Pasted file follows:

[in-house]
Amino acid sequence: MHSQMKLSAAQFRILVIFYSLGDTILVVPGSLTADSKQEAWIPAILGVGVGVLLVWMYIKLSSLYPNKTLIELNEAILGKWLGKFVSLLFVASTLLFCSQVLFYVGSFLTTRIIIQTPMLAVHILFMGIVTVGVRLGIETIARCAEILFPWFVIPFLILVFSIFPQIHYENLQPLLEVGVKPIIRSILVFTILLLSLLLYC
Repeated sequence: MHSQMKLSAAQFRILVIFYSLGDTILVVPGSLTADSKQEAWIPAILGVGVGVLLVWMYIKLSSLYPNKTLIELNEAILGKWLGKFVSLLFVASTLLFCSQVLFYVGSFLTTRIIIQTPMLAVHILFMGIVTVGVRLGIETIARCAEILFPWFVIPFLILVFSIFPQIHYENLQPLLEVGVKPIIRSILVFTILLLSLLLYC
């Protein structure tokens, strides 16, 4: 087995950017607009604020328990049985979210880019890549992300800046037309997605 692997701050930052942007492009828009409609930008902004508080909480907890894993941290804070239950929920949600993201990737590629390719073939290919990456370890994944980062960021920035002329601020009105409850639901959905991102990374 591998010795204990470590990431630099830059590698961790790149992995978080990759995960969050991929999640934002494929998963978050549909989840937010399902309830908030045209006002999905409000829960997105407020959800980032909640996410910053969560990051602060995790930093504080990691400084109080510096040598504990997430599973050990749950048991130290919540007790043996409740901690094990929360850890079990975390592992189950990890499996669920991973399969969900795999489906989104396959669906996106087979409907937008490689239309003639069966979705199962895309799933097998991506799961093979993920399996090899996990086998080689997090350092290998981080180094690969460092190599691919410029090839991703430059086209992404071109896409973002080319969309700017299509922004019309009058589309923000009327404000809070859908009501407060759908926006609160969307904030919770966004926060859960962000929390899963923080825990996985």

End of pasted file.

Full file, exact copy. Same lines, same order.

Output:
[in-house]
Amino acid sequence: MHSQMKLSAAQFRILVIFYSLGDTILVVPGSLTADSKQEAWIPAILGVGVGVLLVWMYIKLSSLYPNKTLIELNEAILGKWLGKFVSLLFVASTLLFCSQVLFYVGSFLTTRIIIQTPMLAVHILFMGIVTVGVRLGIETIARCAEILFPWFVIPFLILVFSIFPQIHYENLQPLLEVGVKPIIRSILVFTILLLSLLLYC
Repeated sequence: MHSQMKLSAAQFRILVIFYSLGDTILVVPGSLTADSKQEAWIPAILGVGVGVLLVWMYIKLSSLYPNKTLIELNEAILGKWLGKFVSLLFVASTLLFCSQVLFYVGSFLTTRIIIQTPMLAVHILFMGIVTVGVRLGIETIARCAEILFPWFVIPFLILVFSIFPQIHYENLQPLLEVGVKPIIRSILVFTILLLSLLLYC
């Protein structure tokens, strides 16, 4: 087995950017607009604020328990049985979210880019890549992300800046037309997605 692997701050930052942007492009828009409609930008902004508080909480907890894993941290804070239950929920949600993201990737590629390719073939290919990456370890994944980062960021920035002329601020009105409850639901959905991102990374 591998010795204990470590990431630099830059590698961790790149992995978080990759995960969050991929999640934002494929998963978050549909989840937010399902309830908030045209006002999905409000829960997105407020959800980032909640996410910053969560990051602060995790930093504080990691400084109080510096040598504990997430599973050990749950048991130290919540007790043996409740901690094990929360850890079990975390592992189950990890499996669920991973399969969900795999489906989104396959669906996106087979409907937008490689239309003639069966979705199962895309799933097998991506799961093979993920399996090899996990086998080689997090350092290998981080180094690969460092190599691919410029090839991703430059086209992404071109896409973002080319969309700017299509922004019309009058589309923000009327404000809070859908009501407060759908926006609160969307904030919770966004926060859960962000929390899963923080825990996985």